The U.S. government on Friday released a once-secret chapter from a congressional report on the 9/11 attacks that addresses Saudi connections to some of the hijackers, a move sure to recharge speculation over what -- if anything -- Saudi government officials knew.
Under wraps for 13 years, the report contains numerous redactions but states some hijackers "were in contact with, and received support or assistance from, individuals who may be connected to the Saudi Government."
The documents were posted Friday by the House intelligence committee, after being declassified.
The report questioned whether Saudis who were in contact with the hijackers after they arrived in the U.S. knew what they were planning. The document -- known as the so-called "28 pages" -- names people the hijackers associated with before they carried out the attacks. It identifies individuals who helped the hijackers get apartments, open bank accounts, attend local mosques and get flight lessons.
The document says Omar al-Bayoumi, a Saudi national who helped two of the hijackers in California, was suspected of being a Saudi intelligence officer. The 9/11 Commission report found him to be an "unlikely candidate for clandestine involvement" with Islamic extremists. The new document says that according to FBI files, al-Bayoumi had "extensive contact with Saudi government establishments in the United States and received financial support from a Saudi company affiliated with the Saudi Ministry of Defense. ... That company reportedly had ties to Osama bin Laden and al-Qaida," which orchestrated the attacks.
The document also points to Osama Bassnan, who lived across the street from two of the hijackers in California. According to an FBI document, Bassnan told another individual that he met the hijackers through al-Bayoumi. Bassnan told an FBI asset that "he did more than al-Bayoumi did for the hijackers."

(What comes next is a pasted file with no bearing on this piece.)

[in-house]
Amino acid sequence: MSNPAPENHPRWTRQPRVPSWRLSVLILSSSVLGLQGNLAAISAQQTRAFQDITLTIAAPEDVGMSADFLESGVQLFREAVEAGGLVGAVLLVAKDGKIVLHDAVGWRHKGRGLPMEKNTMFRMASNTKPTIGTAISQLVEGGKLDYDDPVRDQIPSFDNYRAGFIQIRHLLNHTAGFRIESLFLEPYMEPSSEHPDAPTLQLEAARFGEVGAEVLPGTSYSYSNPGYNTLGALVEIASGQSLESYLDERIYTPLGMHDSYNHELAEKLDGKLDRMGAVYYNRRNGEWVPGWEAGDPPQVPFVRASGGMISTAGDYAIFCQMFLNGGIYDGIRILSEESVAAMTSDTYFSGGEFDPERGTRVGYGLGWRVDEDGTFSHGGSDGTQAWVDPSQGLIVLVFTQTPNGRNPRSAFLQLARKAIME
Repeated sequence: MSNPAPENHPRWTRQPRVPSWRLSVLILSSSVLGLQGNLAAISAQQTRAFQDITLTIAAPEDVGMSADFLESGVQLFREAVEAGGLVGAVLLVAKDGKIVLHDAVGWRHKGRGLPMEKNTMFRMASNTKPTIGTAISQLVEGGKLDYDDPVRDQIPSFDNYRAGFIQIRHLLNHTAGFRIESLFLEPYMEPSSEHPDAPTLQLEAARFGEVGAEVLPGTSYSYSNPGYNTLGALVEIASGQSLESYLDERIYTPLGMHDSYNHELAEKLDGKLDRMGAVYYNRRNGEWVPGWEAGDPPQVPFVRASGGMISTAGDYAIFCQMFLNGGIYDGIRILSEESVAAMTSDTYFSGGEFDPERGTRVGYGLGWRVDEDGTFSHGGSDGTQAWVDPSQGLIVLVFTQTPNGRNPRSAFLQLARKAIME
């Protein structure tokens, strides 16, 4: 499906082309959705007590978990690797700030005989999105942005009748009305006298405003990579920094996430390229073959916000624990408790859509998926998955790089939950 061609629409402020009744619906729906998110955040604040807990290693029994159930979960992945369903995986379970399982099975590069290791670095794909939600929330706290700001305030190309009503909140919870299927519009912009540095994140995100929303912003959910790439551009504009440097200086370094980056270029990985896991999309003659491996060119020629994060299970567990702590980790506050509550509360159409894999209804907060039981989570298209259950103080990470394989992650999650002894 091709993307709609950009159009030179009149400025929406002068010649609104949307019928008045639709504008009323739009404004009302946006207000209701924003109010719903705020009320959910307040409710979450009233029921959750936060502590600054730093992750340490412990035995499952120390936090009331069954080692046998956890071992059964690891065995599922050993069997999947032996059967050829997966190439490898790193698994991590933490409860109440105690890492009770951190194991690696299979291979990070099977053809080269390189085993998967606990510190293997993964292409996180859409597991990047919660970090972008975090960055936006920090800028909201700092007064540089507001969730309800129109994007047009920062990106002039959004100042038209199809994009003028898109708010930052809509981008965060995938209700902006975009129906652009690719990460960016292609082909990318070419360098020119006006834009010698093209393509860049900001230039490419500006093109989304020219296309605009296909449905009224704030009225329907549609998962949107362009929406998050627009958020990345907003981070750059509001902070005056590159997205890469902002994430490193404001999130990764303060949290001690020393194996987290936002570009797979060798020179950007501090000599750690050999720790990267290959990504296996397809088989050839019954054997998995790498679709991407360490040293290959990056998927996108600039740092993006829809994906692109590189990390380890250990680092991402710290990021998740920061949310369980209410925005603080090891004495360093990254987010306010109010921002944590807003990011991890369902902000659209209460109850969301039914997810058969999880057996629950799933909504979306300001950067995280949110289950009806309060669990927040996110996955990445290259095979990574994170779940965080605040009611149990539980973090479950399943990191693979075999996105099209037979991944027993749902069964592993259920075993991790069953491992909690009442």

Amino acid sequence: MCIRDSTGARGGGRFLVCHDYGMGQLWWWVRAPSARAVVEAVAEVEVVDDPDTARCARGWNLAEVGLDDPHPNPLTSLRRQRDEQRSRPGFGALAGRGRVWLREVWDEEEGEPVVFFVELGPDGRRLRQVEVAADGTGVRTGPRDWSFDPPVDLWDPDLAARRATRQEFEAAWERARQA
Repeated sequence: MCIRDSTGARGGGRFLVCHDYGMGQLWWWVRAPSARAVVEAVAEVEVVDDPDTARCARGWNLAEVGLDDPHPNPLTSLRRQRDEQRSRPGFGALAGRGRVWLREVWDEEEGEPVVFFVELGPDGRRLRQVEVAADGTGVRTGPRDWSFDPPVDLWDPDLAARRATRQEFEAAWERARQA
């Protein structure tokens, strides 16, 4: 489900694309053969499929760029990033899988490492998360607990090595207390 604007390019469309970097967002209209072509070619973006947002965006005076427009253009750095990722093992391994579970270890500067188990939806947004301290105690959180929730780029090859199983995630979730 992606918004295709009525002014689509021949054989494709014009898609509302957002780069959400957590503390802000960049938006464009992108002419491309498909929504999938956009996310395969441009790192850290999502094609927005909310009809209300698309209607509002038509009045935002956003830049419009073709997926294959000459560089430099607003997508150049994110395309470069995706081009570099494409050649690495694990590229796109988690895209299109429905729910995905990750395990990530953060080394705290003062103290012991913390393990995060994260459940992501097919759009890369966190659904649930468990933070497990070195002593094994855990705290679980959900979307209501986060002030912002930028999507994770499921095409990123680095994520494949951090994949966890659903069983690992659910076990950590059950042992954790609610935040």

The office of the Director of National Intelligence on Friday also released part of a 2005 FBI-CIA memo that said "there is no information to indicate that either (Bayoumi) or (Bassnan) materially supported the hijackers wittingly, were intelligence officers of the Saudi government or provided material support for the 11 September attacks, contrary to media speculation."
There also is stinging criticism of the intelligence community and previous administrations for not taking the “issue” of Saudi ties to terror groups seriously.
One of the reasons for the “limited understanding” of the extent of Saudi Arabia’s support and financing of terror groups, the report said, was a reluctance to investigate them “due to Saudi Arabia’s status as an American ‘ally.’”
“It should be clear that this Joint Inquiry has made no final determination as to the reliability or sufficiency of the information,” said the report, adding that extensive investigation was outside the committee’s mission.
Rep. Devin Nunes, R-Calif., chairman of the House Permanent Select Committee on Intelligence, expressed support for the decision to release the previously classified material but noted “that this section does not put forward vetted conclusions, but rather unverified leads that were later fully investigated by the Intelligence Community.”
Intelligence Committee Ranking Member Adam Schiff, D-Calif., applauded the disclosure but acknowledged it would not end the years of debate about the role of Saudi Arabia preceding the 9/11 attacks.